"Three nights, maybe less," I told the man; a grandchild clinging to his neck, another clutching a trouser leg, and watched his mouth fall slack with fear. "And we can only make ten trips up the mountain a day, for people and supplies both, so the Qandunar warmaster wants you to run, if you can."
Three broken people; a monk bearing a terrible scar, a warrior facing a terrible sorrow, a woman hiding a terrible past face a relentless army so hard to defeat it might as well be invincible. Find out whether or not they survive in "C is for Change." Now available in the B is for Broken anthology.
The Longest Road in the Universe: A Collection of Fantastical Tales.
Hedea looked down the ribbon of road that led from the center of town to the edge. It was brown and dusty; she longed to sweep it like a kitchen floor. But where would she pile the dirt when she was done? Would she sweep it to the left, up over the bending tulips and into the bread-white foyer of the baker’s shop? Would she sweep it to the right, under the bellies of horses and into the forge? Her hands twitched with the memory of simple tasks; wringing, smoothing, sweeping, and her hair blew like dandelion seeds away from her wrinkled face and stooped shoulders. She straightened those shoulders around an ancient knot in the center of her back and waited for her neighbors to spill out onto the spring-green lip of the road, their hands wrapped around basket-handles and the fists of small children. She wept then, more for the little ones than for herself. They shouldn’t have to see this so early in life.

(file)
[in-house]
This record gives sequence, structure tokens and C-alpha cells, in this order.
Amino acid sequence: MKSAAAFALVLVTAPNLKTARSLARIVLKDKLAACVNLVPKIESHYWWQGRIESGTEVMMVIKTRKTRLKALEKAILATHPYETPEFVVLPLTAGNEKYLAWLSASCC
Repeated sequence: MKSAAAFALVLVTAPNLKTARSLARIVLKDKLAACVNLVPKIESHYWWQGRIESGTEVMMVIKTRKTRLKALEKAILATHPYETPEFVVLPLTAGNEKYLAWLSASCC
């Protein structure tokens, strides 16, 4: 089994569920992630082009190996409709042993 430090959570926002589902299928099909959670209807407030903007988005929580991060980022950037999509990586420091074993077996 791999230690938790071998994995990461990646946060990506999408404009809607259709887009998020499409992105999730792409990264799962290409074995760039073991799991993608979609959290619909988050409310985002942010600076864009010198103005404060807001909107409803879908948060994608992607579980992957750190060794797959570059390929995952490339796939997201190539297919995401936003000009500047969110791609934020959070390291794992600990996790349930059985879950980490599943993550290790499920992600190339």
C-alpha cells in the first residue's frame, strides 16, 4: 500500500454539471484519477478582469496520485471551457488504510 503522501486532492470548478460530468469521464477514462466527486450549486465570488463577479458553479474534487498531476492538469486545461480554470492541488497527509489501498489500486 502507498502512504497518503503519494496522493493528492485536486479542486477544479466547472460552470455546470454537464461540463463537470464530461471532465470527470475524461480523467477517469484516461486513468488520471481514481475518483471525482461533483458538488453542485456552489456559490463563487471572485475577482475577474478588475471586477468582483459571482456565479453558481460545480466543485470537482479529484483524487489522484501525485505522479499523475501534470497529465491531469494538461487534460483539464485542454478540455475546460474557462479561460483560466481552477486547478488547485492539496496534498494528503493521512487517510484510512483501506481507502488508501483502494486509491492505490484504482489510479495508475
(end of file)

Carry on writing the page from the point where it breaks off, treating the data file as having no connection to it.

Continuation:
A woman scapegoated by her community runs a magical gauntlet which ends in either freedom or death. Will she make it to the edge of town and into the waiting arms of those who walked the gauntlet before her? Find out in "Casting Sin."
Let me tell you a story about the galactic core, the people who live there, and the terrible thing that was done to their children. Let me tell you about drummers and dancers, activists and scientists who suffer together but cannot agree about the manner of their healing. Can they resolve their differences? Can they mend what was broken? Find out in "Grandmother Mælkevejen's Belly."
“Seiðkona! Sing the crumbling city to itself.
Foretell the tale to travelers and witnesses.
Remake the march of days; mend the starry plain,
and bring oblivion to the blight Skuld forgot.”
In a city that is, spacetime fissures gape like ravenous grendels in the landscape. In a city that might have been, a traumatized girl can close the mouths of these monsters before they ever open, if only she will sing. Between them, a trio of musicians play as if all life, everywhere, depends upon the song. And it does.
"Sing the Crumbling City" was the featured story for the month of April 2015 at Mythic Delirium, and you can read it there for free.